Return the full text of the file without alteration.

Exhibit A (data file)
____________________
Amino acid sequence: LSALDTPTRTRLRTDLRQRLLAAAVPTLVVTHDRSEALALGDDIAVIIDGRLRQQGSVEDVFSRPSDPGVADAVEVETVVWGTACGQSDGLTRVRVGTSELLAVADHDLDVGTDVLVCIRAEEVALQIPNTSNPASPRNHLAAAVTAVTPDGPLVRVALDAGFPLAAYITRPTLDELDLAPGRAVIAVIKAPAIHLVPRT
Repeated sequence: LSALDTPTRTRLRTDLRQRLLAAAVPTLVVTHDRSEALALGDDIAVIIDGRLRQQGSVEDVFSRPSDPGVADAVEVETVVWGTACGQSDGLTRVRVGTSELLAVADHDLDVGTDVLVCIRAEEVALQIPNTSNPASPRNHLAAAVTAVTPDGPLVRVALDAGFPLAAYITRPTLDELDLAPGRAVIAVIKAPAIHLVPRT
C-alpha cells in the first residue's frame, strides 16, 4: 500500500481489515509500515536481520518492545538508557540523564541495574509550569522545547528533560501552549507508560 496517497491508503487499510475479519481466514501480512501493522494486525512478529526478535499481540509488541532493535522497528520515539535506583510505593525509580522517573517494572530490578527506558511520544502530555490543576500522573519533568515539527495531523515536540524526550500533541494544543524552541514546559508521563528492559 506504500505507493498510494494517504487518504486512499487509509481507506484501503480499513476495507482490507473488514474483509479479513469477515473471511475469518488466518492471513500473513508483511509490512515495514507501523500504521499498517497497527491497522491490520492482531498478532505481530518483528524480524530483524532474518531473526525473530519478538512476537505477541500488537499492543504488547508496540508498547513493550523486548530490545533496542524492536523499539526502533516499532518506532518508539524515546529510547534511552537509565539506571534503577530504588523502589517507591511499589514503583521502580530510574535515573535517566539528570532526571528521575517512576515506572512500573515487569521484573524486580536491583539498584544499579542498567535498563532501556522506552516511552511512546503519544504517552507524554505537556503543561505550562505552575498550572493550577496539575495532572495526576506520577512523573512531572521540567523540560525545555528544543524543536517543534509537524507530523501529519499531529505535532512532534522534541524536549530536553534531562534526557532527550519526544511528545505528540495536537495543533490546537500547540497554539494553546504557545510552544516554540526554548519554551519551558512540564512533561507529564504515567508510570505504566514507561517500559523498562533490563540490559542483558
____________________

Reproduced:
Amino acid sequence: LSALDTPTRTRLRTDLRQRLLAAAVPTLVVTHDRSEALALGDDIAVIIDGRLRQQGSVEDVFSRPSDPGVADAVEVETVVWGTACGQSDGLTRVRVGTSELLAVADHDLDVGTDVLVCIRAEEVALQIPNTSNPASPRNHLAAAVTAVTPDGPLVRVALDAGFPLAAYITRPTLDELDLAPGRAVIAVIKAPAIHLVPRT
Repeated sequence: LSALDTPTRTRLRTDLRQRLLAAAVPTLVVTHDRSEALALGDDIAVIIDGRLRQQGSVEDVFSRPSDPGVADAVEVETVVWGTACGQSDGLTRVRVGTSELLAVADHDLDVGTDVLVCIRAEEVALQIPNTSNPASPRNHLAAAVTAVTPDGPLVRVALDAGFPLAAYITRPTLDELDLAPGRAVIAVIKAPAIHLVPRT
C-alpha cells in the first residue's frame, strides 16, 4: 500500500481489515509500515536481520518492545538508557540523564541495574509550569522545547528533560501552549507508560 496517497491508503487499510475479519481466514501480512501493522494486525512478529526478535499481540509488541532493535522497528520515539535506583510505593525509580522517573517494572530490578527506558511520544502530555490543576500522573519533568515539527495531523515536540524526550500533541494544543524552541514546559508521563528492559 506504500505507493498510494494517504487518504486512499487509509481507506484501503480499513476495507482490507473488514474483509479479513469477515473471511475469518488466518492471513500473513508483511509490512515495514507501523500504521499498517497497527491497522491490520492482531498478532505481530518483528524480524530483524532474518531473526525473530519478538512476537505477541500488537499492543504488547508496540508498547513493550523486548530490545533496542524492536523499539526502533516499532518506532518508539524515546529510547534511552537509565539506571534503577530504588523502589517507591511499589514503583521502580530510574535515573535517566539528570532526571528521575517512576515506572512500573515487569521484573524486580536491583539498584544499579542498567535498563532501556522506552516511552511512546503519544504517552507524554505537556503543561505550562505552575498550572493550577496539575495532572495526576506520577512523573512531572521540567523540560525545555528544543524543536517543534509537524507530523501529519499531529505535532512532534522534541524536549530536553534531562534526557532527550519526544511528545505528540495536537495543533490546537500547540497554539494553546504557545510552544516554540526554548519554551519551558512540564512533561507529564504515567508510570505504566514507561517500559523498562533490563540490559542483558